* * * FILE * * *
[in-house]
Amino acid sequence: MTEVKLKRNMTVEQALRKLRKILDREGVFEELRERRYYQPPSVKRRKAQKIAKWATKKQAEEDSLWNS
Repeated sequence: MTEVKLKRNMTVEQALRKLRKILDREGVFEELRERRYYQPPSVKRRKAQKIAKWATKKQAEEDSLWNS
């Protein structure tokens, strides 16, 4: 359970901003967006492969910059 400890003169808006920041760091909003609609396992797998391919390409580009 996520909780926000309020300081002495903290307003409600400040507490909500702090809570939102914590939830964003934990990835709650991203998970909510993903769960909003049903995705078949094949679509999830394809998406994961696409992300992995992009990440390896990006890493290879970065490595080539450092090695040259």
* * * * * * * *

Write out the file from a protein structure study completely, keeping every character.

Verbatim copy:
[in-house]
Amino acid sequence: MTEVKLKRNMTVEQALRKLRKILDREGVFEELRERRYYQPPSVKRRKAQKIAKWATKKQAEEDSLWNS
Repeated sequence: MTEVKLKRNMTVEQALRKLRKILDREGVFEELRERRYYQPPSVKRRKAQKIAKWATKKQAEEDSLWNS
């Protein structure tokens, strides 16, 4: 359970901003967006492969910059 400890003169808006920041760091909003609609396992797998391919390409580009 996520909780926000309020300081002495903290307003409600400040507490909500702090809570939102914590939830964003934990990835709650991203998970909510993903769960909003049903995705078949094949679509999830394809998406994961696409992300992995992009990440390896990006890493290879970065490595080539450092090695040259």